Many people debate whether the US should provide foreign aid for low income, developing countries. They wonder whether it is useful, a waste of money, or even effective.
Bill Gates in his address to the US Global Leadership Coalition gives important reasons for why the US provides and needs to continue providing aid. The benefits far outweigh the costs, not only for the poor, but for the United States as well.
Below I outline briefly the points of his address:
1). The economic importance of developing countries to global markets.
Exports to developing countries have grown 6 times faster than exports to major economies in last decade. In fact, half our exports now go to developing markets (1/2 trillion dollars a year).
The book Emerging Africa, demonstrates how the developing world is growing at very high speeds. For example, Mozambique has grown drastically since the 1990's due to the steady flow of reliable aid.
"Growth for this country in the future is going to be overwhelmingly dependent on our ability to seek faster income growth in the most populous places of the world." --Obama
"The growth of these developing economies are engines for our own economy. Our success is dependent on those around us, and the investments we make today will help create the jobs of tomorrow." -- Bill Gates
2). The world will be a safer and more stable place if people are able to have enough to eat and have opportunities.
3). The US is one of the largest givers to protects to support the poor. If we continue to give, our generosity will motivate others to do the same. We set the example for the developing world.
4). Many claim that most of foreign assistance does not actually reach the poor due to corruption. But in the past decade, there has been a major change. Donors have come to understand the system and created new programs focused on investments that have proven to have a beneficial impact. Mechanisms are also in place to track how funds are being used.
As Bill Gates rightly argues, "The statement that foreign aid is a waste of money, does not stand up to scrutiny."
Because of foreign assistance, small pox was eradicated 30 years ago and global organizations are on the brink of eliminating polio. The number of cases is down to less than 2,000 from more than 30,000. Five million people with aids are receiving treatment, and millions of children are able to sleep under mosquito nets at nigh protecting them from malaria.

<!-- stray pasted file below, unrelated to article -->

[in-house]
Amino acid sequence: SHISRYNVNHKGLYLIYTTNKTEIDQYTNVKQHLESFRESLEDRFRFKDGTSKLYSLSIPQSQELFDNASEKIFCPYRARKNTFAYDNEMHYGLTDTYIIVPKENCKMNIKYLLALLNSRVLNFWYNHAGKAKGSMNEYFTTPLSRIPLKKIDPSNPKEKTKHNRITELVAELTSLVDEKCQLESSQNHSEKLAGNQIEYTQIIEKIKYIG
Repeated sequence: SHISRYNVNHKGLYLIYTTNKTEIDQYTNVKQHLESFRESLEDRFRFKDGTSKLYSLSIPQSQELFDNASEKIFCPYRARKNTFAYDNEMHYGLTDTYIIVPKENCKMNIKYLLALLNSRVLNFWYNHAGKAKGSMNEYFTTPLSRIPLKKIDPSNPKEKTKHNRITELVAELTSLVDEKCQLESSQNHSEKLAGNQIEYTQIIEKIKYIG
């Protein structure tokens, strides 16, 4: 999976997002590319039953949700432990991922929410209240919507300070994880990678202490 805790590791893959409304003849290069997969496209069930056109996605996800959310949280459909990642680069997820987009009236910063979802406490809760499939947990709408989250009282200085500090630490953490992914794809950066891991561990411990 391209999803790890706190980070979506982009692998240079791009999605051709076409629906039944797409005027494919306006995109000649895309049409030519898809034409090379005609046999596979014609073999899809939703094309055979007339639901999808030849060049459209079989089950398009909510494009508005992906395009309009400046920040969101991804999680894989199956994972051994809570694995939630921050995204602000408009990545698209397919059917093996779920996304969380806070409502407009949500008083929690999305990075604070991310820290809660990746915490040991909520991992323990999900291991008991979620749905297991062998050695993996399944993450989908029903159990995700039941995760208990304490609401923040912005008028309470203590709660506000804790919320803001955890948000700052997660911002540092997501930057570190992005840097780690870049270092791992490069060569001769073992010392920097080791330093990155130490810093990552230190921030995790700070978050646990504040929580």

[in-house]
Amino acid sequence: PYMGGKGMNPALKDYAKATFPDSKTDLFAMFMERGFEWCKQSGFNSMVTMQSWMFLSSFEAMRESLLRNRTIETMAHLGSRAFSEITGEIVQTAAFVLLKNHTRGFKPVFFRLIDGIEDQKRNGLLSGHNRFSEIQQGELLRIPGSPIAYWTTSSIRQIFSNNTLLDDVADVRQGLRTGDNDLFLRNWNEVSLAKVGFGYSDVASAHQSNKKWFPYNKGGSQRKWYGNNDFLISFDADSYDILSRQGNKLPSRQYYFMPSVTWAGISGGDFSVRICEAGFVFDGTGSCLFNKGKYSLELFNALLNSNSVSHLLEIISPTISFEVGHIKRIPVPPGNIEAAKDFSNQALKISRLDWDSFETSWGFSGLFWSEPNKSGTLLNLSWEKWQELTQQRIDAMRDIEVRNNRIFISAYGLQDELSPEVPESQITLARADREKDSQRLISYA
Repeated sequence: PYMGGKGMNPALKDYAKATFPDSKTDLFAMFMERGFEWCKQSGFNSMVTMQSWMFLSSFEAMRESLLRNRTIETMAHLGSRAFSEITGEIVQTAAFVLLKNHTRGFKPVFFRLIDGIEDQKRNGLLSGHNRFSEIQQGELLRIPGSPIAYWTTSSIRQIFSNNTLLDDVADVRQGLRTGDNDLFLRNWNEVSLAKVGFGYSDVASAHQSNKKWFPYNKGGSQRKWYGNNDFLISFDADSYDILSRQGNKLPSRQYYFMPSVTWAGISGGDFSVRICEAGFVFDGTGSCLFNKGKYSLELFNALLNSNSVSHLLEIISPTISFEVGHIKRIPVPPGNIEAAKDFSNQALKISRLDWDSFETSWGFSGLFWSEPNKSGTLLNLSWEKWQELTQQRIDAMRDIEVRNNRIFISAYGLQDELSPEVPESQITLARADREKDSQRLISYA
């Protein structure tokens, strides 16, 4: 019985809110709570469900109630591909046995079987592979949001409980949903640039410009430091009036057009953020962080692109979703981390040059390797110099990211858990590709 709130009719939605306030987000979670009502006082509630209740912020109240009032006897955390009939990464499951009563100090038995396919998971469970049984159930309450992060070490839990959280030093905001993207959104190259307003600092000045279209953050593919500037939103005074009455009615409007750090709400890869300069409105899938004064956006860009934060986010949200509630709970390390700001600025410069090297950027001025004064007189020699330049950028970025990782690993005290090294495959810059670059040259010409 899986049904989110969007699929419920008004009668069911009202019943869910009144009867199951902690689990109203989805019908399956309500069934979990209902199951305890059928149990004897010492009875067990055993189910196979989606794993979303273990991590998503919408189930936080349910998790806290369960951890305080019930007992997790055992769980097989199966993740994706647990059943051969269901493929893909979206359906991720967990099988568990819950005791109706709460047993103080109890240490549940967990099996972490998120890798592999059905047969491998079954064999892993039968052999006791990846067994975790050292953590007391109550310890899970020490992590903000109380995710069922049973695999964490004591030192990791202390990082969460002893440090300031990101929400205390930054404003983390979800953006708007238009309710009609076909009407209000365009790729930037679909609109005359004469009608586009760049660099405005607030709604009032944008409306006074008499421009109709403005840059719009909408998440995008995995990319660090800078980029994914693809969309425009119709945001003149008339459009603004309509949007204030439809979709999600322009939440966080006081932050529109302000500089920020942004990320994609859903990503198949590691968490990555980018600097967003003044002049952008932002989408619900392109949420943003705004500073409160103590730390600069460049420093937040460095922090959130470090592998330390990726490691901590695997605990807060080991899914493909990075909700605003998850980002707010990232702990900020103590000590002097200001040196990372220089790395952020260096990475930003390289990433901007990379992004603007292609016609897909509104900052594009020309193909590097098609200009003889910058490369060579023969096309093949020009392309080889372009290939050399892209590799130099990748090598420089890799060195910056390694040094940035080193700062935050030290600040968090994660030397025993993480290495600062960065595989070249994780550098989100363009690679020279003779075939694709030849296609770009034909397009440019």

Foreign assistance is responsible for the incredible reduction of childhood deaths. In 1960, over twenty million children died before reaching the age of five years. Last year, 8.1 million died. That is a 60% decline even with the enormous increase in the global population.
5). Saving children's lives helps build sustainable population growth. As child mortality rate goes down, and parents know that their children are likely to survive, they have less children. This could help limit the major population that has been taking place.
6). Investment in the agriculture not only cuts hunger, but builds up a countries wealth. As farmers improve productivity and access new markets, they become self-sufficient.
"A poor country with a sustainable, healthy population and a thriving agricultural system will not remain poor for long."
Wisely, Gates concludes the speech by asking whether the US truly has the money to spend on aid and spend it now?
Yes, he says, and recognizes David Cameron's initiative to give 7% of GDP in aid. The 1% that the US spends on aid has an enormous impact on the lives of the poor and developing economies, which positively affects the United States.
SOURCE: BILL GATES REMARKS AT THE 2011 USGLC TRIBUTE DINNER